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WAPIs set to go to Haiti
Interact: Students put together approximately 600
About 600 water pasteurization indicators, or WAPIs, assembled by the Granite Hills High School chapter of Rotary Interact will soon be on their way to Haiti.
On Friday, the students spent the morning wielding pliers, propane torches and drills as they put together the inexpensive, yet potentially life-saving, devices.
The effort is part of a long-standing one, led by the Rotary Club of Fresno, to send WAPIs to countries worldwide where clean water is unavailable.
“I think it’s fun, and we’re helping people out,” Granite Hills junior Alexandra Smith, 16, said.
The indicator is made of polycarbonate tubing, which has a small amount of wax inside it. It is placed in water until the wax melts, signifying the water has reached pasteurization temperatures.
Smith used pliers to seal the ends of the two-inch piece of plastic tube once the ends were heated.
Fresno Rotarian Walt Parrish spent the day with the students explaining them how the assembly method works.
When he first began organizing clubs to make WAPIs, he said, the materials cost 20 cents each.
Since then, the total price has risen to 30 cents.
However, the market price of six dollars is frequently too high for families in areas with unsafe water purchase.
“This way, you get a lot of bang for your buck,” Parrish said.
Since he began, he has personally tracked 35,000 WAPIs to places of need, utilizing high school and college groups, among others.
The devices are outfitted with a small baling wire hook, intended to be connected to the edge of a cooking fire or solar oven.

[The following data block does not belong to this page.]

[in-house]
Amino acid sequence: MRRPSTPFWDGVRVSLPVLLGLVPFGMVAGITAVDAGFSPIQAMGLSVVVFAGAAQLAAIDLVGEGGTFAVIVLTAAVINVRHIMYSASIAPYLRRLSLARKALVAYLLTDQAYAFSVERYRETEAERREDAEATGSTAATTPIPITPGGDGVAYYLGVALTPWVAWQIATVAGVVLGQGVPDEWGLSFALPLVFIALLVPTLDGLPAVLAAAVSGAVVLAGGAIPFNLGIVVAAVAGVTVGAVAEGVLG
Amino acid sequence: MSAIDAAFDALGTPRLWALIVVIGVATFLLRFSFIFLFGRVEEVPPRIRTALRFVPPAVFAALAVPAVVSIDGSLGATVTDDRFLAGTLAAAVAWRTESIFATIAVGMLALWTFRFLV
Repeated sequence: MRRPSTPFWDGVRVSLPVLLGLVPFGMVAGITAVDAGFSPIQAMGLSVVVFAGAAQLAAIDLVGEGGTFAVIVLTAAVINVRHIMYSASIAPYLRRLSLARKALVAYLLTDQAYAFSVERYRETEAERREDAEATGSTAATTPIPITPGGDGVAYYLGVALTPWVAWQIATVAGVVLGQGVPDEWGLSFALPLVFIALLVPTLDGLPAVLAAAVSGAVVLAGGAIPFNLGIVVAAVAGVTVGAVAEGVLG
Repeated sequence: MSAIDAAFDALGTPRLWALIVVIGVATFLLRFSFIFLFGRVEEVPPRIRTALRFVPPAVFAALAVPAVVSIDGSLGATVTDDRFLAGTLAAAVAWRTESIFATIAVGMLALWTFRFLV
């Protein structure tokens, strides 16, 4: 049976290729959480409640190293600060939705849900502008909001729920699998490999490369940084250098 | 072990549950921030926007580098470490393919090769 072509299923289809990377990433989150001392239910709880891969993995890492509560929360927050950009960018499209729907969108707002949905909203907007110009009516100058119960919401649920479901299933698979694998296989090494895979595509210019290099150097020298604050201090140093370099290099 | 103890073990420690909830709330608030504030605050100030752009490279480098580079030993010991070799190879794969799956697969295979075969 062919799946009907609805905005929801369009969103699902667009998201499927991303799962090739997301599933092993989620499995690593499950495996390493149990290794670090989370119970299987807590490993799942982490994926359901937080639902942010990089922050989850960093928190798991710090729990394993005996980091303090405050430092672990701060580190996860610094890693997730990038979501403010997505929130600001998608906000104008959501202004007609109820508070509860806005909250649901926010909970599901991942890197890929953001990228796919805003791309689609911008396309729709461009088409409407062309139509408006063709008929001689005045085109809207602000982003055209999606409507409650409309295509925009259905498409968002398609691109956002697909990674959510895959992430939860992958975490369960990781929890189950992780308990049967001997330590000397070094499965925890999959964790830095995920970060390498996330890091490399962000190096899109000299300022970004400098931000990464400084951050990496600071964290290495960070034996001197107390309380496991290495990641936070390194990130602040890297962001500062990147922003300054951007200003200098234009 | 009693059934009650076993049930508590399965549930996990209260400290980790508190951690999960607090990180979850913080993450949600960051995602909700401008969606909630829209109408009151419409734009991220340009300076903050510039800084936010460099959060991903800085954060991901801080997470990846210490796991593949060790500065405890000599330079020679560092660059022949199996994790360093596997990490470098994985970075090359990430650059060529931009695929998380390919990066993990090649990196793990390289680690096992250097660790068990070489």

After the wax melts, a washer keeping the tube at an angle forces the powdery-looking substance to slide back downward where it hardens until its next use.
“At 150 degrees,” he said, “all but 0.1 percent of pathogens are dead, and those won’t hurt you.”
Parrish said the wax melts at 160 degrees Fahrenheit.
“That way we know those nasty bugs are dead,” he said.
Another Granite Hills junior, Deanna Orozco, 16, carefully ran the ends of the tubing pieces through a propane torch flame to prepare them to be sealed shut.
She looked for the plastic to become more clear and for bubbles to appear in the surface before passing it on to Smith to crimp the sides together.
She said the decision to send the WAPIs to Haiti was made after the nation suffered the recent devastating earthquake.
The club, Orozco said, originally planned to send them to Africa.
“We agreed to change that after we saw what happened there,” she said.
Once the materials are exhausted, approximately 600 WAPIs will be shipped to Haiti, complete with instructions for ensuring water is safe to drink.
-- Contact Sarah de Crescenzo at 784-5000, Ext. 1045, or firstname.lastname@example.org.